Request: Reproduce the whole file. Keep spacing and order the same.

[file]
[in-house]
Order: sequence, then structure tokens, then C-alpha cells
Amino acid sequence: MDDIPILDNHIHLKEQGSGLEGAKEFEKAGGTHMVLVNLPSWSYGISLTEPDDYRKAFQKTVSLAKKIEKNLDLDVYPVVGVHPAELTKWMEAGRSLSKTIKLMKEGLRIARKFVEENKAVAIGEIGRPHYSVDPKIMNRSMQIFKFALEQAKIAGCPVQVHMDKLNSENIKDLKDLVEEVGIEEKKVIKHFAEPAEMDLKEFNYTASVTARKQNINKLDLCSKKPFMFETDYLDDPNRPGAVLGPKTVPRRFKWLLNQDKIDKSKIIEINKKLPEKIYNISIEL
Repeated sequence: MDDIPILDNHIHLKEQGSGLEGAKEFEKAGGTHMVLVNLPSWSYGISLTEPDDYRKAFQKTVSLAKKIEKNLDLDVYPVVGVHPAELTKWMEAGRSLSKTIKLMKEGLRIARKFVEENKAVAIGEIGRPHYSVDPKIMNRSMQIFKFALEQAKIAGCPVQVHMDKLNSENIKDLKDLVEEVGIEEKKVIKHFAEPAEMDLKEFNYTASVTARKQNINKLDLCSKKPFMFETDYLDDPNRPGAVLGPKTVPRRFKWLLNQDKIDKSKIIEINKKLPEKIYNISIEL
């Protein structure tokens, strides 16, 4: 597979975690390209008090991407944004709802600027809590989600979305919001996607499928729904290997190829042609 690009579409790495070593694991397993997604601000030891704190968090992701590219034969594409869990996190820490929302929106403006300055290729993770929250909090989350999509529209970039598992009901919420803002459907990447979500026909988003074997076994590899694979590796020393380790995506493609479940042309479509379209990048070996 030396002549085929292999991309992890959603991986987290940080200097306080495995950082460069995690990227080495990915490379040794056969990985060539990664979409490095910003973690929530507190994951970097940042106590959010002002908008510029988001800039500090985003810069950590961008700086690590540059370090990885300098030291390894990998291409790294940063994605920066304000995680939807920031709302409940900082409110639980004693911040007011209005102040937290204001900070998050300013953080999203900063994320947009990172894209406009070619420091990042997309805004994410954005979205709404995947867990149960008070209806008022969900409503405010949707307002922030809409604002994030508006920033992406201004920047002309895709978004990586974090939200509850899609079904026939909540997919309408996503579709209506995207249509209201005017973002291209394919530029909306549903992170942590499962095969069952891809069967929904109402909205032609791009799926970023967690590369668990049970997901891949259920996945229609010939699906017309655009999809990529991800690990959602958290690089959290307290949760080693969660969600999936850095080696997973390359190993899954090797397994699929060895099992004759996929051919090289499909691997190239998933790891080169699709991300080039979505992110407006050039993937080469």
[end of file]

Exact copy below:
[in-house]
Order: sequence, then structure tokens, then C-alpha cells
Amino acid sequence: MDDIPILDNHIHLKEQGSGLEGAKEFEKAGGTHMVLVNLPSWSYGISLTEPDDYRKAFQKTVSLAKKIEKNLDLDVYPVVGVHPAELTKWMEAGRSLSKTIKLMKEGLRIARKFVEENKAVAIGEIGRPHYSVDPKIMNRSMQIFKFALEQAKIAGCPVQVHMDKLNSENIKDLKDLVEEVGIEEKKVIKHFAEPAEMDLKEFNYTASVTARKQNINKLDLCSKKPFMFETDYLDDPNRPGAVLGPKTVPRRFKWLLNQDKIDKSKIIEINKKLPEKIYNISIEL
Repeated sequence: MDDIPILDNHIHLKEQGSGLEGAKEFEKAGGTHMVLVNLPSWSYGISLTEPDDYRKAFQKTVSLAKKIEKNLDLDVYPVVGVHPAELTKWMEAGRSLSKTIKLMKEGLRIARKFVEENKAVAIGEIGRPHYSVDPKIMNRSMQIFKFALEQAKIAGCPVQVHMDKLNSENIKDLKDLVEEVGIEEKKVIKHFAEPAEMDLKEFNYTASVTARKQNINKLDLCSKKPFMFETDYLDDPNRPGAVLGPKTVPRRFKWLLNQDKIDKSKIIEINKKLPEKIYNISIEL
């Protein structure tokens, strides 16, 4: 597979975690390209008090991407944004709802600027809590989600979305919001996607499928729904290997190829042609 690009579409790495070593694991397993997604601000030891704190968090992701590219034969594409869990996190820490929302929106403006300055290729993770929250909090989350999509529209970039598992009901919420803002459907990447979500026909988003074997076994590899694979590796020393380790995506493609479940042309479509379209990048070996 030396002549085929292999991309992890959603991986987290940080200097306080495995950082460069995690990227080495990915490379040794056969990985060539990664979409490095910003973690929530507190994951970097940042106590959010002002908008510029988001800039500090985003810069950590961008700086690590540059370090990885300098030291390894990998291409790294940063994605920066304000995680939807920031709302409940900082409110639980004693911040007011209005102040937290204001900070998050300013953080999203900063994320947009990172894209406009070619420091990042997309805004994410954005979205709404995947867990149960008070209806008022969900409503405010949707307002922030809409604002994030508006920033992406201004920047002309895709978004990586974090939200509850899609079904026939909540997919309408996503579709209506995207249509209201005017973002291209394919530029909306549903992170942590499962095969069952891809069967929904109402909205032609791009799926970023967690590369668990049970997901891949259920996945229609010939699906017309655009999809990529991800690990959602958290690089959290307290949760080693969660969600999936850095080696997973390359190993899954090797397994699929060895099992004759996929051919090289499909691997190239998933790891080169699709991300080039979505992110407006050039993937080469």